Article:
Source: Human Rights Commission
Disability Rights Commissioner Paula Tesoriero has welcomed the findings of the Auditor-General’s report on the management of personal protective equipment (PPE) in response to Covid-19.
“I was pleased to be able to contribute to this report through meeting with the Auditor-General. If implemented, I believe these recommendations will reduce the risk for disabled people in the future.”
Ms Tesoriero says the delays or failure in getting PPE to community care workers and confusion about the guidelines were the top issues disabled people and their families raised with her during Alert Level 4..
“Given the high risk impact of the virus COVID-19 on groups such as disabled and older people, the intimate nature of some support, and the movement of the support workforce, access to PPE is vital for upholding peoples’ rights that all available measures be taken to protect them.”
“In the absence of adequate PPE some disabled people chose to decline support to reduce their risk of exposure. Some support workers ceased work for the same reason,” says Ms Tesoriero.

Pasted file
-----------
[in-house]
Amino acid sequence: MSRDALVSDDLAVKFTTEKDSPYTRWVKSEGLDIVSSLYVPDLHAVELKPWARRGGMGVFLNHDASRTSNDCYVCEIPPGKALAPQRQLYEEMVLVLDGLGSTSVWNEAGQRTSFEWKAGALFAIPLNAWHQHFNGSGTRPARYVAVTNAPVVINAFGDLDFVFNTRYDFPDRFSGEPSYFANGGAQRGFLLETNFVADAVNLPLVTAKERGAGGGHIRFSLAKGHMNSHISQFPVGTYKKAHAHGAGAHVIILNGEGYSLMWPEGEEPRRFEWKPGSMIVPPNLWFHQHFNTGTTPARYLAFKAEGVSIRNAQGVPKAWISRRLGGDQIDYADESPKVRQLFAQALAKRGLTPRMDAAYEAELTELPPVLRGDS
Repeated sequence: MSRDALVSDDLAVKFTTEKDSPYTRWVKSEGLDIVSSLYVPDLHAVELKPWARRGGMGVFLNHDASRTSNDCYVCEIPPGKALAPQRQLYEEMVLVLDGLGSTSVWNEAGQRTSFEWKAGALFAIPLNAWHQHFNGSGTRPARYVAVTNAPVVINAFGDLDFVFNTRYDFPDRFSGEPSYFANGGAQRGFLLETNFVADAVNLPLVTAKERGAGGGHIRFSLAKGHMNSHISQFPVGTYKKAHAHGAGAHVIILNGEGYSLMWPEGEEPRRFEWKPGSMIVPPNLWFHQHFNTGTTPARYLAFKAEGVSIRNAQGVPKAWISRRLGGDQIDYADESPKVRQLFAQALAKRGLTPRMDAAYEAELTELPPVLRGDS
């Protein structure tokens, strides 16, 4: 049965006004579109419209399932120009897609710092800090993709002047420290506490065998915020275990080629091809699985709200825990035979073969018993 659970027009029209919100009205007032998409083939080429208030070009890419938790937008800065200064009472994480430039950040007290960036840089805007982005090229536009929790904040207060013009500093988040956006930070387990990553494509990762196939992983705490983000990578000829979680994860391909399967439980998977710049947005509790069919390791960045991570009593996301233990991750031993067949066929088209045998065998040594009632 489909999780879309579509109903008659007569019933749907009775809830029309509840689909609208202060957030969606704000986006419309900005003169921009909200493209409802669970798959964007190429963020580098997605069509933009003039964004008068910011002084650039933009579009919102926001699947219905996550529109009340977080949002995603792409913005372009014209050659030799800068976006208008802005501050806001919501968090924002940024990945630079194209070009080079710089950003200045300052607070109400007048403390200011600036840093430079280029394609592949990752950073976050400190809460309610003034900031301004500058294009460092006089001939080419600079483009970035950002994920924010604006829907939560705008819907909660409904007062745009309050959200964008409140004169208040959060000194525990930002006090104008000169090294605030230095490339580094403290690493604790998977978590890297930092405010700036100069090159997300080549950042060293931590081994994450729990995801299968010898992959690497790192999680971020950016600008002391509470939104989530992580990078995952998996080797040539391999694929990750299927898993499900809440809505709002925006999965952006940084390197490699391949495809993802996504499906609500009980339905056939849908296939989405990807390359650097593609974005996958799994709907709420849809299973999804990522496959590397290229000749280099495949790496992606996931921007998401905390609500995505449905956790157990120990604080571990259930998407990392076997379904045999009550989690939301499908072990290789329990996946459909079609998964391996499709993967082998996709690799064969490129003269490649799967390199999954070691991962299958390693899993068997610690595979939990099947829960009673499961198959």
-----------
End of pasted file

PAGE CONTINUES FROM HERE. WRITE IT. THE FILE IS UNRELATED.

As noted in the report’s overview, New Zealanders should quite rightly expect our health system to be capable of rapidly and competently responding to a foreseeable emergency, including a pandemic.
“The report found a number of shortfalls in New Zealand’s ability to respond to the PPE situation which is disappointing” Ms Tesoriero says.
“In particular, it was disappointing to read that the modelling that underpinned the funding for DHB-held national reserve stock was intended to support hospital-use only and did not include the needs of the wider health and disability sector or non-health sector.”
Ms Tesoriero says “the report highlights much of what the disability sector already knows, such as mixed messages about PPE guidance, some emergency plans being out of date, a lack of integration between various parts of the health and disability system, and DHBs not having links to all providers”.
“Of course, this should be balanced by reference to the many positive actions taken and results achieved by the Health and Disability sector in response to COVID-19.”
“I hope the recommendations in the report are implemented as quickly as possible and that disabled people and their whānau are closely involved in the planning, preparation and monitoring in the future,” says Ms Tesoriero.